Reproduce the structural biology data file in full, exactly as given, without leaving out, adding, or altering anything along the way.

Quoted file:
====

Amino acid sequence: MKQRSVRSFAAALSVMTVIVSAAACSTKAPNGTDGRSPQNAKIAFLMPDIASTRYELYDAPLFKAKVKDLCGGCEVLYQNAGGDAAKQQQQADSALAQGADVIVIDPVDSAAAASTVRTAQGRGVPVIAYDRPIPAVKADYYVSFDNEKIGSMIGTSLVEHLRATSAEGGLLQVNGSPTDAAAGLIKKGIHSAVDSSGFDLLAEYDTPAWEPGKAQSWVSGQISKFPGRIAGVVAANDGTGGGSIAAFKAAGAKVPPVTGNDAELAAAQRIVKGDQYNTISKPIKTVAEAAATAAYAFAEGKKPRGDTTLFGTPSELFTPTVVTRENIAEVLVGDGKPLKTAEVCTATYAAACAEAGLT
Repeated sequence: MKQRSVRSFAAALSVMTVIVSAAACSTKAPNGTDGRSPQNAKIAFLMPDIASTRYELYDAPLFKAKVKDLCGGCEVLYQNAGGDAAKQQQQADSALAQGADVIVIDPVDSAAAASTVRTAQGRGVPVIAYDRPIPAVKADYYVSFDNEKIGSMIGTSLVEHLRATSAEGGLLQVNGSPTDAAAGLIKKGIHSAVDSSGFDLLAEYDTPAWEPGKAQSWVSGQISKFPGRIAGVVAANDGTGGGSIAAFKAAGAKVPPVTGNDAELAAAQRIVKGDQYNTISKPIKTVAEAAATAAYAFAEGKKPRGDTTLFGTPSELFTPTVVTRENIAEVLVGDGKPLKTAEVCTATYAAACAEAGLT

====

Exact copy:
Amino acid sequence: MKQRSVRSFAAALSVMTVIVSAAACSTKAPNGTDGRSPQNAKIAFLMPDIASTRYELYDAPLFKAKVKDLCGGCEVLYQNAGGDAAKQQQQADSALAQGADVIVIDPVDSAAAASTVRTAQGRGVPVIAYDRPIPAVKADYYVSFDNEKIGSMIGTSLVEHLRATSAEGGLLQVNGSPTDAAAGLIKKGIHSAVDSSGFDLLAEYDTPAWEPGKAQSWVSGQISKFPGRIAGVVAANDGTGGGSIAAFKAAGAKVPPVTGNDAELAAAQRIVKGDQYNTISKPIKTVAEAAATAAYAFAEGKKPRGDTTLFGTPSELFTPTVVTRENIAEVLVGDGKPLKTAEVCTATYAAACAEAGLT
Repeated sequence: MKQRSVRSFAAALSVMTVIVSAAACSTKAPNGTDGRSPQNAKIAFLMPDIASTRYELYDAPLFKAKVKDLCGGCEVLYQNAGGDAAKQQQQADSALAQGADVIVIDPVDSAAAASTVRTAQGRGVPVIAYDRPIPAVKADYYVSFDNEKIGSMIGTSLVEHLRATSAEGGLLQVNGSPTDAAAGLIKKGIHSAVDSSGFDLLAEYDTPAWEPGKAQSWVSGQISKFPGRIAGVVAANDGTGGGSIAAFKAAGAKVPPVTGNDAELAAAQRIVKGDQYNTISKPIKTVAEAAATAAYAFAEGKKPRGDTTLFGTPSELFTPTVVTRENIAEVLVGDGKPLKTAEVCTATYAAACAEAGLT